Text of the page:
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If you live in suburbia, you live near a bowling alley — and if you live near a bowling alley, chances are your kid’s social life is about to include a lot of 10-pin-themed birthdays. What other game has all of these kid appealing elements: Silly shoes, loud noises, a snack bar that serves a fine sarsaparilla? When they’re young, it’s enough just to watch a heavy object crashing into things. When they get older (and more competitive), they’re going to want to throw more strikes than gutterballs.
Parker Bohn III is a member of the Professional Bowlers Association (PBA) Hall of Fame, a 35-time PBA Tour title winner, and father of 5. In 2015 he threw 105 career-perfect 300 games in PBA competition. He’s what they call in the professional sports world, pretty, pretty, pretty good. Here’s how Bohn got his kids to go from bouncing off bumpers to picking up a spare.
If They Can Walk, They Can Bowl
Bohn started bowling when he was 8 and introduced his own kids to the game as soon as they could get up on 2 legs. “They can start as little as 1 or 2,” he says. “If they can figure out how to push the ball down the lane, in the end that’s all they care about.” That’s right: Baby needs a new pair of bowling shoes.
Cheat A Little
You’d think a PBA champ would scoff at lane bumpers, but Bohn is a huge advocate of anything that helps kids get in the game. “The ramps are great when they just start, and the add-on bumpers have really been an enhancement for very little kid to just get them out there and bowl,” he says. Bumpers will also give them confidence, because they may throw a wild pitch, but at least it will knock over something. Think of it as bowling training wheels, but where crashing is the point.
Transitioning From 2 Hands And One Hand
Bohn says when your kid feels ready, have them try a few with one hand, then let them go back to tossing it with 2, “just to show them that they can get it all the way to the pins with one hand.” Instead of having them drop a bowling ball on their foot and ruining the night, stand with them at the foul line. Put their fingers in the ball using whatever hand they are most comfortable with. Then, put the opposite foot in front facing the pins. Make sure the back foot is also on the ground to keep them stable. Start the ball at their waist, push it straight out and swing it once or twice and then roll it forward out on the lane.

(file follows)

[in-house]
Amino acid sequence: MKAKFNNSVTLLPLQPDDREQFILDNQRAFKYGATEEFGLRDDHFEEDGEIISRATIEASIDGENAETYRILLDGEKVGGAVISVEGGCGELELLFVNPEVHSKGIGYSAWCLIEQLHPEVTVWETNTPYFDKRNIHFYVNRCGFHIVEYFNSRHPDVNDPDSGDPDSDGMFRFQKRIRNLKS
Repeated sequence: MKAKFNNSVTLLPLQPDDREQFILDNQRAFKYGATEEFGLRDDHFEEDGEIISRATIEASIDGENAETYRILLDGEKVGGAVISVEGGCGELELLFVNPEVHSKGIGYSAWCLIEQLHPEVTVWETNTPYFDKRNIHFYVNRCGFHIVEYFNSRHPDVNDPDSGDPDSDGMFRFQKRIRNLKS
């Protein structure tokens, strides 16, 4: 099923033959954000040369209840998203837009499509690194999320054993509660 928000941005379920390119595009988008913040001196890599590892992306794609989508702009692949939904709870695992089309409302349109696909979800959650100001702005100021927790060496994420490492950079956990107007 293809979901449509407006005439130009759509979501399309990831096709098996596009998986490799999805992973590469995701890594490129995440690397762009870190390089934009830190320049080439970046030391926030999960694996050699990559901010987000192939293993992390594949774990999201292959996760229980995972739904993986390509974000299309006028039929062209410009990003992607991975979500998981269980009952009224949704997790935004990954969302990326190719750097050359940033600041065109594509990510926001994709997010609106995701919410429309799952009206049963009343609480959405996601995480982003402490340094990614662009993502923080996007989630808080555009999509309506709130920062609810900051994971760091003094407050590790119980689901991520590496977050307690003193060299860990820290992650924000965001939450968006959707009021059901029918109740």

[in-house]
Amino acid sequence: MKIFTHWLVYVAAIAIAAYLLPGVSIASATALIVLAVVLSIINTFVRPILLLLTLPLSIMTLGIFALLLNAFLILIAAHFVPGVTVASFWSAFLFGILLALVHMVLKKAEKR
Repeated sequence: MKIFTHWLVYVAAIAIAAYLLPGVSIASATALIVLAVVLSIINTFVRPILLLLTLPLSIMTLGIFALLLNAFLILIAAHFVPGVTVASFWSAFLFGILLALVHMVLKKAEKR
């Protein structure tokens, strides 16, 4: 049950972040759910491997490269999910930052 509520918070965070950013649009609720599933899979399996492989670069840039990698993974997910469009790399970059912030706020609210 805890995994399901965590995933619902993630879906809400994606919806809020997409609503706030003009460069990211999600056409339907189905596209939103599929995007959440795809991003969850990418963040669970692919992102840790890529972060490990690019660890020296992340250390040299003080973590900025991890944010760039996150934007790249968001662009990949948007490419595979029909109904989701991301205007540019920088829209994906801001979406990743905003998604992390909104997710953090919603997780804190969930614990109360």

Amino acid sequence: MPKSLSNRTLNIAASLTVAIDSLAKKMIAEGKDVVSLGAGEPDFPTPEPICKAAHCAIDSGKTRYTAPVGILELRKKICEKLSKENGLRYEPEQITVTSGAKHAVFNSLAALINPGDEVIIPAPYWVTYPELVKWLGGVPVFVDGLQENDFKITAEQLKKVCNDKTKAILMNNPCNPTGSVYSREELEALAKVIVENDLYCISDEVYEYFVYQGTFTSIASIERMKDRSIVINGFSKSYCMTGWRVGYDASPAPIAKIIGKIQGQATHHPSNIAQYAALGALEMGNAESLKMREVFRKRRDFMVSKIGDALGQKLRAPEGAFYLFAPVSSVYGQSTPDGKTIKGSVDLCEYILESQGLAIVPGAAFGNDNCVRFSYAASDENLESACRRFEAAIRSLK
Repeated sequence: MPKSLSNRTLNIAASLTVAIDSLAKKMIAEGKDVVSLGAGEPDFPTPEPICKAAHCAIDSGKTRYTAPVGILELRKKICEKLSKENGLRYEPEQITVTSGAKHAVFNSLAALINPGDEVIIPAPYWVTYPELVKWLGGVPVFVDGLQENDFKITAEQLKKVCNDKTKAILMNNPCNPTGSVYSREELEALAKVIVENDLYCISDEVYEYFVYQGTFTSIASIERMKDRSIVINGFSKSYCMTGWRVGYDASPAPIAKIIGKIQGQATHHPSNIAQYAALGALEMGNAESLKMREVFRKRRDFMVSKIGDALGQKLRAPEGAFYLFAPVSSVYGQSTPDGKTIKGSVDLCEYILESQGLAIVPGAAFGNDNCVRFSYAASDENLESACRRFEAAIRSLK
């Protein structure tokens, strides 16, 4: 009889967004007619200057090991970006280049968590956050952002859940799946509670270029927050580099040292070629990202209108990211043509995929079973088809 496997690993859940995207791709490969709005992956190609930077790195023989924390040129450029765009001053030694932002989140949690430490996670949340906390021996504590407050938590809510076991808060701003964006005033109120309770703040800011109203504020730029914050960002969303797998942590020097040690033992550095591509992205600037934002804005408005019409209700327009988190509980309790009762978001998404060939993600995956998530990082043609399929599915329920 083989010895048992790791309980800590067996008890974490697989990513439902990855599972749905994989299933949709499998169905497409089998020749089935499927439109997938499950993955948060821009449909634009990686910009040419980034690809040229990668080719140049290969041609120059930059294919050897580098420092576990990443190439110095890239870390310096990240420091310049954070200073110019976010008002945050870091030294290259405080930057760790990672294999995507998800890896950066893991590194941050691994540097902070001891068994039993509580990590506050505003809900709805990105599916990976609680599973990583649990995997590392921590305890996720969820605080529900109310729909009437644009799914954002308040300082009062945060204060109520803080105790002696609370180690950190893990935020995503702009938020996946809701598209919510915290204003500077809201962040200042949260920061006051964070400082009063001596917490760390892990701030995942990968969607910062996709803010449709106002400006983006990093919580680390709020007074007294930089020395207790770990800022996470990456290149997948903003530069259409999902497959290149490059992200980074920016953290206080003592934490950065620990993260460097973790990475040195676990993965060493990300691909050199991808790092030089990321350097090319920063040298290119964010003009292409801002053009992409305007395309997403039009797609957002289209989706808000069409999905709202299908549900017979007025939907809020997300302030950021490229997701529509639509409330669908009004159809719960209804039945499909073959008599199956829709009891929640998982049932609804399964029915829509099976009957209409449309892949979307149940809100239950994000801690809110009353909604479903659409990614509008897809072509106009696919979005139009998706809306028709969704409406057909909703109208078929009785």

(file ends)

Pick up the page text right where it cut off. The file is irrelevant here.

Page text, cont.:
Spot Bowling For Beginners
Once they’re ready to move on from ramps, bumpers, or rolling the ball between the legs Granny-style (no offense to your mom), it’s time to employ a little strategy. “If you’re just throwing the ball aimlessly and not even looking, you’re not really learning. Try to at least get them to focus on a target, and see the improvement,” says Bohn.
- When they’re at the foul line, work with them to draw a line from the pins back to where they’re standing, and reference the arrows that are about 15 feet down the lane as a guide.
- Have them pick an arrow, look down the lane, and throw a straight line to that target pin.
- Watch as the pins fall, turn to the next parent and say, “Yeah, my kid is throwing rocks tonight!”
How To Approach The Line
While sliding across the floor is always fun, a 4 step approach will give them more control. First, have your kid walk to the foul line. Spin them around and walk 4 steps back to the approach. Do this 3 times to figure out where there average starting spot is. Then add a half a step and turn them around to face the lane. This is their starting place. Have them look over at the ball machine to make a mental note of where to start.
- The ball should be held near the waist.
- The foot that moves first should be on the same side as the ball.
- Don’t start and stop — once they begin the approach, momentum is their friend.
- The ball goes back, straight alongside their body, for about 2 steps, then it comes forward for the last 2 steps.
Stick The Landing
If you’ve ever watched professional bowlers (it’s ok, this is a judgment-free zone), you’ll notice that the one thing they have in common is sticking the landing at the foul line: the foot opposite their throwing arm stops right at the line while they follow through with the throwing arm and slide the trailing foot behind the opposite leg for balance.
“When you finish on that one foot, you need to have a stable atmosphere — total control of your body at all times. It’s exactly like the way a baseball player swings a bat,” says Bohn. (Except instead of an “out,” 3 strikes gets you an animated dancing turkey on the scoreboard.) And it’s all essential for making sure they’re hitting those targeted pins. “You have to stick it at the end to truly understand how to repeat the shot one shot after another,” he says.
Get Some Balls
“If you’re going to go more than once a year you should get your own bowling ball. It’s very simple to go into the pro shop and get one for $50-$75,” he says. As far as sizing, aim to match the weight of the ball with their age: So a 6-pound ball for age 6, or a 10-pound ball for age 10. Or an Indiana Jones-sized boulder for you. Once you selected the ball, get those finger holes properly drilled, because “a heavier ball drilled correctly will feel lighter than a lighter ball not drilled correctly,” says Bohn.
If you insist on viewing custom-fit bowling balls as a luxury for those guys with the fancy shirts, Bohn has an easy hack to keep the lane balls from falling off your kid’s hand halfway through their throw: 2 or 3 pieces of tape in the thumb hole should give them a better grip.